You watch with baited breath as one of the millions of migrating wildebeest tentatively steps towards the edge of the Mara River. You can almost feel its hope as it braves being the first to cross the croc-infested waters into Kenya. Camera at the ready, heart pounding in your chest, you watch as it steps in, followed by herds of other wildebeest and zebra and the action begins.
In reality, the wildebeest are the migration itself, there is no real beginning or end to their movements as they relentlessly search for food and water. The endless, extreme cycle of life and death for these animals is marked only by certain movements throughout the Serengeti-Mara ecosystem and these specific times can be an absolute thrill to witness and photograph.
Whether you are keen to watch the wild river crossings between the Serengeti and Masai Mara, or ‘the birthing’, which sees anything from 300,000 to 400,000 calves born almost at the same time, we can put you in the right place at the right time.
Where and when
The wildebeest migrate year round and as they are wild, it is not at all guaranteed they will be at the same place at the same time each year. However, there is a ‘routine’ to their behaviours that we can predict according to the weather and seasons.
At the southernmost point of their range, within the short grassy plains of the Ngorongoro Crater highlands, hundreds of thousands of wildebeest cows give birth to thousands and thousands of calves, all within the space of a few weeks. Between January and February, up to 400,000 calves have been known to be born, a truly spectacular event in nature. Of these calves, many won’t survive; predators eat their fill, picking them off from the crowd and preying on lost calves whose fightened herd has scattered, then fatigue and malnutrition will consume many more. The sight of wandering lost calves, bleating for their mothers is not an uncommon sight at this time, especially since they can be on their feet and even running with the herd within minutes. Surprisingly, only a very small percentage are actually eaten by predators due to the their high numbers.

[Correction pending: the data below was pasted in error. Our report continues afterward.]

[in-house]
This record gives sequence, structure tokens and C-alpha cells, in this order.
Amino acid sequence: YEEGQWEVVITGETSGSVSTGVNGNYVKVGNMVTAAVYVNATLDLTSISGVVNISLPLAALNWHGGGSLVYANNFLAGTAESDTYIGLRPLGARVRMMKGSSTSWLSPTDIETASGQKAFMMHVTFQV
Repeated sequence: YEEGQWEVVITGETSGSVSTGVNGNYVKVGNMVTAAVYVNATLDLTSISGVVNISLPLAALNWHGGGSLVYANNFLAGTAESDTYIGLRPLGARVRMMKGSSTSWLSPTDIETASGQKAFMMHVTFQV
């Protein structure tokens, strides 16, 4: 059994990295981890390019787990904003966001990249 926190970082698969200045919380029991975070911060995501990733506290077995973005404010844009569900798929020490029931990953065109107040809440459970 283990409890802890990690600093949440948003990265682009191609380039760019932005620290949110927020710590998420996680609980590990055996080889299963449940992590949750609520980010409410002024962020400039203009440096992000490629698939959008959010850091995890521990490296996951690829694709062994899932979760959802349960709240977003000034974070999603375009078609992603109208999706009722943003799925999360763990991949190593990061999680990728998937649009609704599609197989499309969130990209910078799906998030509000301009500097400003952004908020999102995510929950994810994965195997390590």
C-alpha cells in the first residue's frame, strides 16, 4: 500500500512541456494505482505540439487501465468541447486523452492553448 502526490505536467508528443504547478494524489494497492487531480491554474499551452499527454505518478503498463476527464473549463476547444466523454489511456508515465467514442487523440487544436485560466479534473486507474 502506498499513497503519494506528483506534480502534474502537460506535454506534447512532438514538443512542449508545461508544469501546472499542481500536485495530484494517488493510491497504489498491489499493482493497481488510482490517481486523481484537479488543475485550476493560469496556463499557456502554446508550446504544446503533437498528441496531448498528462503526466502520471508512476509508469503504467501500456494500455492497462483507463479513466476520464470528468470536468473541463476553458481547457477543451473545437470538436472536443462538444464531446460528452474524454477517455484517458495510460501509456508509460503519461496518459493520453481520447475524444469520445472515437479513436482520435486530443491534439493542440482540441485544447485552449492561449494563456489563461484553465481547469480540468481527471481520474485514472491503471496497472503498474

Following the grains and grass and in search of water, they make their way, alongside zebra and other game, towards the west, where between May and June, they mate. At this time you can expect fights between males as they vie for the attention of females.
The River Crossings
Around June, the river crossings begin, a natural event that proves to be one of the most sought after sightings, and iconic images of the Great Migration. The wildebeest arrive at the Mara River in tens of thousands, ready to face the ultimate in terror for them; for water not only conceals predators such as crocodiles, but the vegetation can also be concealing land predators. They wait, and we can’t always find the reasoning, but the numbers build before one will finally begin to cross. The thrashing that follows provides unmatched excitement for any safari goer, however the crossing point can be unpredictable, so we recommend using one of our mobile camps for the best spot.
From here, they graze on the fine grasses of the Mara until around September / October when they must face crossing back across the river to Tanzania, many heavily pregnant, to begin the whole process again.
Fossils have shown that this process has been happening for millions of years. As they follow the sources of food and water between the Serengeti in Tanzania and the Masai Mara in Kenya, they seem to have it down to a tee. Their high birthing numbers, all at the same time, ensure that predators can gorge, many can die of fatigue, starvation and disease, yet there are enough wildebeest remaining to follow the trail to Kenya. They face their fears, crossing dangerous waters and coming face to face with hyenas and big cats, their numbers decreasing until they birth again.
The threats they face help balance out the population of wildebeest, keeping it constant. Can you imagine what the plains of Tanzania and Kenya would be like if the wildebeest had no threat, but 400,000 being born per year?
How can I see the Great Migration?
To see the migration, you have to experience a mobile safari camp, at least for some of your trip. These camps set up in the right place, ensuring the best sightings possible, and minimise travel time to the action itself. In Kenya, Nomadic Mobile Camp is an excellent choice for following the migration or Kimondo Camp in the Serengeti is a great choice in Tanzania. There are also camps that are in excellent locations for certain parts of the migration already, such as Lamai Serengeti and Naibor Camp.
Best time to go
Birthing – January and February
Mara River crossings - July